Professional teams have no restrictions on how they make their money—through ticket sales, TV, selling team paraphernalia, selling signage on billboards and team uniforms. And they pay income tax on their profits. They might be eligible for tax breaks if they donate to the schools they represent, since those schools are nonprofit organizations.
Ownership of athletic facilities can vary, but a stadium or arena located away from campus, or even one on campus but used mostly by a professional team, should be owned by the team or by another outside entity.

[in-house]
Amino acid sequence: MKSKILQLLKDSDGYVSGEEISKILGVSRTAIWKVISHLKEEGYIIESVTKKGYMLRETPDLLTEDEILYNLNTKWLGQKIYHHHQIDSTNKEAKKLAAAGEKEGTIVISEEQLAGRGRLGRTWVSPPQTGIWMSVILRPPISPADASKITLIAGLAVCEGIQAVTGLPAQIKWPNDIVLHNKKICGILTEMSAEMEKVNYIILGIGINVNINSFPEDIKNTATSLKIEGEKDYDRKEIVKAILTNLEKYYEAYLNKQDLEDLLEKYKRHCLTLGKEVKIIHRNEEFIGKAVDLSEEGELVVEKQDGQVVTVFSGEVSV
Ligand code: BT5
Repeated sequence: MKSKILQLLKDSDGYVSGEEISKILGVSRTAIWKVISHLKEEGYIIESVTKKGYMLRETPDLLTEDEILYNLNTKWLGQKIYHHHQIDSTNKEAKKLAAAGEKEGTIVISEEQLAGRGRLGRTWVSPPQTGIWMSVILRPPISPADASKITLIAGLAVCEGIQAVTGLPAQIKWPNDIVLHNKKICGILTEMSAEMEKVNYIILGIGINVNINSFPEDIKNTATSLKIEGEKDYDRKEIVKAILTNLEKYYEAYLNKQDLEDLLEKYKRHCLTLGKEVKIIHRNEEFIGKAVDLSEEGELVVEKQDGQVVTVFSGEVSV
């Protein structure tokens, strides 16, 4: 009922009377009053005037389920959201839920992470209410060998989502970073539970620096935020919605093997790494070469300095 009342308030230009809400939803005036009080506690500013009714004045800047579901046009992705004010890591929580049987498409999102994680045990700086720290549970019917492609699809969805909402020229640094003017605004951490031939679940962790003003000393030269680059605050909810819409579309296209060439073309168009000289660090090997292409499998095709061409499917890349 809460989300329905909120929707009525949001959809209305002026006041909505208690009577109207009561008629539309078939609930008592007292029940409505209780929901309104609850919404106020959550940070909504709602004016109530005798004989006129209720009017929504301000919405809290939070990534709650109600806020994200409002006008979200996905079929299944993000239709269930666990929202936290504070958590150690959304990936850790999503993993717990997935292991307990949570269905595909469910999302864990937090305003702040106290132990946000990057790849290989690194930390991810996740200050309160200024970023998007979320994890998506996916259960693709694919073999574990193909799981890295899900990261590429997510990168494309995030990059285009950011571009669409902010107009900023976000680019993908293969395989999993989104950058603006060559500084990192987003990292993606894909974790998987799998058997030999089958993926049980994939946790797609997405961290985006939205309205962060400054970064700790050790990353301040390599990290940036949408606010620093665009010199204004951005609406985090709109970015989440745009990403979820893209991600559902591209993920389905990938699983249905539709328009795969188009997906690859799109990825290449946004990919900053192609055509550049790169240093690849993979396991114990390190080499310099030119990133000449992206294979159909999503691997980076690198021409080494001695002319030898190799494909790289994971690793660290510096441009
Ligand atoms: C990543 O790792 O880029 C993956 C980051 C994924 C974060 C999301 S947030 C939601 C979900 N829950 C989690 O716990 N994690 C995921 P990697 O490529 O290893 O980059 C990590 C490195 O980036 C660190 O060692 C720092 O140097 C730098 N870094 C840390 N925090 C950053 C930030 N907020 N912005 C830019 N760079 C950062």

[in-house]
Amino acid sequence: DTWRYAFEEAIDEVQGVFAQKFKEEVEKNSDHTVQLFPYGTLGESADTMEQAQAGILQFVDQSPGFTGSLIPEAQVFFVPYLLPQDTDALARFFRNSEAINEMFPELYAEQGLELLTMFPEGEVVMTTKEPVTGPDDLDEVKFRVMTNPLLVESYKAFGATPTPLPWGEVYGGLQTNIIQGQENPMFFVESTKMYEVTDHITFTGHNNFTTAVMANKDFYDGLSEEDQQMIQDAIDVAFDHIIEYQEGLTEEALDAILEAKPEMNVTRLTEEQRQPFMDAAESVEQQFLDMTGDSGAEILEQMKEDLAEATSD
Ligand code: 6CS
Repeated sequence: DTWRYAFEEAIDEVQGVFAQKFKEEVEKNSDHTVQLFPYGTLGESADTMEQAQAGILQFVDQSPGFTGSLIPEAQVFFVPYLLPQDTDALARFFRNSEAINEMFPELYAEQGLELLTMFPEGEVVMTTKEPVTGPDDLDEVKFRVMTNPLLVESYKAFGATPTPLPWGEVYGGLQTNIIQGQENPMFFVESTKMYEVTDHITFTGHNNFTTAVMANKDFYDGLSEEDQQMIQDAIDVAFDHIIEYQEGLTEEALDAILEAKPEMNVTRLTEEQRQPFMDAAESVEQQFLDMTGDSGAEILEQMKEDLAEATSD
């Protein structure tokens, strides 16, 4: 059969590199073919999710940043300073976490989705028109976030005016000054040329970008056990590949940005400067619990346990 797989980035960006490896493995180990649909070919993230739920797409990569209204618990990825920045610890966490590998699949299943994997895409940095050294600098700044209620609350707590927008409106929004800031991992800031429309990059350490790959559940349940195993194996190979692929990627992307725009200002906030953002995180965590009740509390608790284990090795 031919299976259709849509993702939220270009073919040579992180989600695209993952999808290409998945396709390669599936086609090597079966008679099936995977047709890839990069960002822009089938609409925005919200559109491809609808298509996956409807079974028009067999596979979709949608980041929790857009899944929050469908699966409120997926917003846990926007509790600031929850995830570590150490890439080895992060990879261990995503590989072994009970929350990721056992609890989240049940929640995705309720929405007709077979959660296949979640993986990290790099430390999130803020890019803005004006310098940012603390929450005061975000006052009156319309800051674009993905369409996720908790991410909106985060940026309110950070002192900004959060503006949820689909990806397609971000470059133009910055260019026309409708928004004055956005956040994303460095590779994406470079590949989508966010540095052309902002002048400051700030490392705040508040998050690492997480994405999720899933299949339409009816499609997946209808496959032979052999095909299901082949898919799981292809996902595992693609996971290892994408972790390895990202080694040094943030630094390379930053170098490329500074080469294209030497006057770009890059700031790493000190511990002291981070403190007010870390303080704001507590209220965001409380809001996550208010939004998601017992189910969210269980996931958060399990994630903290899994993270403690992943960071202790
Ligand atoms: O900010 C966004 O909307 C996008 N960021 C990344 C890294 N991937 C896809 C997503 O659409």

Instead of athletic scholarships, players are paid salaries negotiated according to their skill levels and to market demands. They’re not required to be students at the school whose team they play for or at any other school. If they apply for admission to their team’s school, no preference will be given for their status as an athlete. Players might enroll at any school that meets their educational needs, and they will probably attend classes in the off-season or on a part-time basis during the season. Teams should counsel players about what schooling is best for them and make sure scheduling of classes fits into their work schedules. Amateur players on college teams will be welcome to try out for pro teams, understanding that if they make the team, their professional commitment would require curtailing their college studies.